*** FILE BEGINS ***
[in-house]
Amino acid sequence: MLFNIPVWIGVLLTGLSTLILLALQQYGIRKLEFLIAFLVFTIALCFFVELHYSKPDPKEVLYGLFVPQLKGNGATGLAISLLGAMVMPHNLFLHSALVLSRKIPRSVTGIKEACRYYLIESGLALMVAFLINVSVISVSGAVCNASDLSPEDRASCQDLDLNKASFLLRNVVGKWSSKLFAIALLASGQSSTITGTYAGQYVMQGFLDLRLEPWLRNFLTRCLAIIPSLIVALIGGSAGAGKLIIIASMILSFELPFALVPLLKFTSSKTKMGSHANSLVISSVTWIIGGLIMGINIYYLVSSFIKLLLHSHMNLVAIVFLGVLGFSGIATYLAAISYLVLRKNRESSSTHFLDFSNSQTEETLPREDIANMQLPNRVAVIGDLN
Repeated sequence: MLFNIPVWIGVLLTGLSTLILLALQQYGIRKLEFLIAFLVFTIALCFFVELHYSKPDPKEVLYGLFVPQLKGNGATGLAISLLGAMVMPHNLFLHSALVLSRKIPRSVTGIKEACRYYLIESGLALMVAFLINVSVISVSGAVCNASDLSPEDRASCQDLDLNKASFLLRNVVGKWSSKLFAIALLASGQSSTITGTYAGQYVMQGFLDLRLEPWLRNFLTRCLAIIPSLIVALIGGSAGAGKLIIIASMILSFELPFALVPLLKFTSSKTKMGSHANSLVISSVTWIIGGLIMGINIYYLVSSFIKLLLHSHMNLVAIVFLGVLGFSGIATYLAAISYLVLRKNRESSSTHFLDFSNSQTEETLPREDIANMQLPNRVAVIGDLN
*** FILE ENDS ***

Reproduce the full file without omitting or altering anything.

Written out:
[in-house]
Amino acid sequence: MLFNIPVWIGVLLTGLSTLILLALQQYGIRKLEFLIAFLVFTIALCFFVELHYSKPDPKEVLYGLFVPQLKGNGATGLAISLLGAMVMPHNLFLHSALVLSRKIPRSVTGIKEACRYYLIESGLALMVAFLINVSVISVSGAVCNASDLSPEDRASCQDLDLNKASFLLRNVVGKWSSKLFAIALLASGQSSTITGTYAGQYVMQGFLDLRLEPWLRNFLTRCLAIIPSLIVALIGGSAGAGKLIIIASMILSFELPFALVPLLKFTSSKTKMGSHANSLVISSVTWIIGGLIMGINIYYLVSSFIKLLLHSHMNLVAIVFLGVLGFSGIATYLAAISYLVLRKNRESSSTHFLDFSNSQTEETLPREDIANMQLPNRVAVIGDLN
Repeated sequence: MLFNIPVWIGVLLTGLSTLILLALQQYGIRKLEFLIAFLVFTIALCFFVELHYSKPDPKEVLYGLFVPQLKGNGATGLAISLLGAMVMPHNLFLHSALVLSRKIPRSVTGIKEACRYYLIESGLALMVAFLINVSVISVSGAVCNASDLSPEDRASCQDLDLNKASFLLRNVVGKWSSKLFAIALLASGQSSTITGTYAGQYVMQGFLDLRLEPWLRNFLTRCLAIIPSLIVALIGGSAGAGKLIIIASMILSFELPFALVPLLKFTSSKTKMGSHANSLVISSVTWIIGGLIMGINIYYLVSSFIKLLLHSHMNLVAIVFLGVLGFSGIATYLAAISYLVLRKNRESSSTHFLDFSNSQTEETLPREDIANMQLPNRVAVIGDLN